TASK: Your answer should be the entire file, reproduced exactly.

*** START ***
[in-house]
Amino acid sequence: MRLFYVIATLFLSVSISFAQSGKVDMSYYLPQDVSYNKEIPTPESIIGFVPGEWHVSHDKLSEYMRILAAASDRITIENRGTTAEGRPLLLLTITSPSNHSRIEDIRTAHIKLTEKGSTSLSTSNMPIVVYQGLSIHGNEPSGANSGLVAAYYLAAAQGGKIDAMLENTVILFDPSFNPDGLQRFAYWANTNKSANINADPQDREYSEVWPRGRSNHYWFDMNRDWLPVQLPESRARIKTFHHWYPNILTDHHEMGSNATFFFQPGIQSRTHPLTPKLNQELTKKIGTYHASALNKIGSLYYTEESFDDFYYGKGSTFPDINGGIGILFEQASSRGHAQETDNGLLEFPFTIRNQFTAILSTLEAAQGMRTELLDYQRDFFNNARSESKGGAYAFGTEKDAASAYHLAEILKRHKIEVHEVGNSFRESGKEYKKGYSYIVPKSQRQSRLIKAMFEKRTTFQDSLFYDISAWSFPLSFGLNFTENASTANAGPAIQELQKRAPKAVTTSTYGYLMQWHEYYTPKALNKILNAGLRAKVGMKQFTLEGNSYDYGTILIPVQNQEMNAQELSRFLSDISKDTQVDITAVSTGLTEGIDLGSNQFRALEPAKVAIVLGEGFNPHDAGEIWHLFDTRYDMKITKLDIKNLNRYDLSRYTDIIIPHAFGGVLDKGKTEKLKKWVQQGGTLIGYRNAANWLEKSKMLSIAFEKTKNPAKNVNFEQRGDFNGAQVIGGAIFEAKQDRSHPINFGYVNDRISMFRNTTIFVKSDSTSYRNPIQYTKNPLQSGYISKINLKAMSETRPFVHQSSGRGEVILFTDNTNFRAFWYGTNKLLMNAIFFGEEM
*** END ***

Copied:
[in-house]
Amino acid sequence: MRLFYVIATLFLSVSISFAQSGKVDMSYYLPQDVSYNKEIPTPESIIGFVPGEWHVSHDKLSEYMRILAAASDRITIENRGTTAEGRPLLLLTITSPSNHSRIEDIRTAHIKLTEKGSTSLSTSNMPIVVYQGLSIHGNEPSGANSGLVAAYYLAAAQGGKIDAMLENTVILFDPSFNPDGLQRFAYWANTNKSANINADPQDREYSEVWPRGRSNHYWFDMNRDWLPVQLPESRARIKTFHHWYPNILTDHHEMGSNATFFFQPGIQSRTHPLTPKLNQELTKKIGTYHASALNKIGSLYYTEESFDDFYYGKGSTFPDINGGIGILFEQASSRGHAQETDNGLLEFPFTIRNQFTAILSTLEAAQGMRTELLDYQRDFFNNARSESKGGAYAFGTEKDAASAYHLAEILKRHKIEVHEVGNSFRESGKEYKKGYSYIVPKSQRQSRLIKAMFEKRTTFQDSLFYDISAWSFPLSFGLNFTENASTANAGPAIQELQKRAPKAVTTSTYGYLMQWHEYYTPKALNKILNAGLRAKVGMKQFTLEGNSYDYGTILIPVQNQEMNAQELSRFLSDISKDTQVDITAVSTGLTEGIDLGSNQFRALEPAKVAIVLGEGFNPHDAGEIWHLFDTRYDMKITKLDIKNLNRYDLSRYTDIIIPHAFGGVLDKGKTEKLKKWVQQGGTLIGYRNAANWLEKSKMLSIAFEKTKNPAKNVNFEQRGDFNGAQVIGGAIFEAKQDRSHPINFGYVNDRISMFRNTTIFVKSDSTSYRNPIQYTKNPLQSGYISKINLKAMSETRPFVHQSSGRGEVILFTDNTNFRAFWYGTNKLLMNAIFFGEEM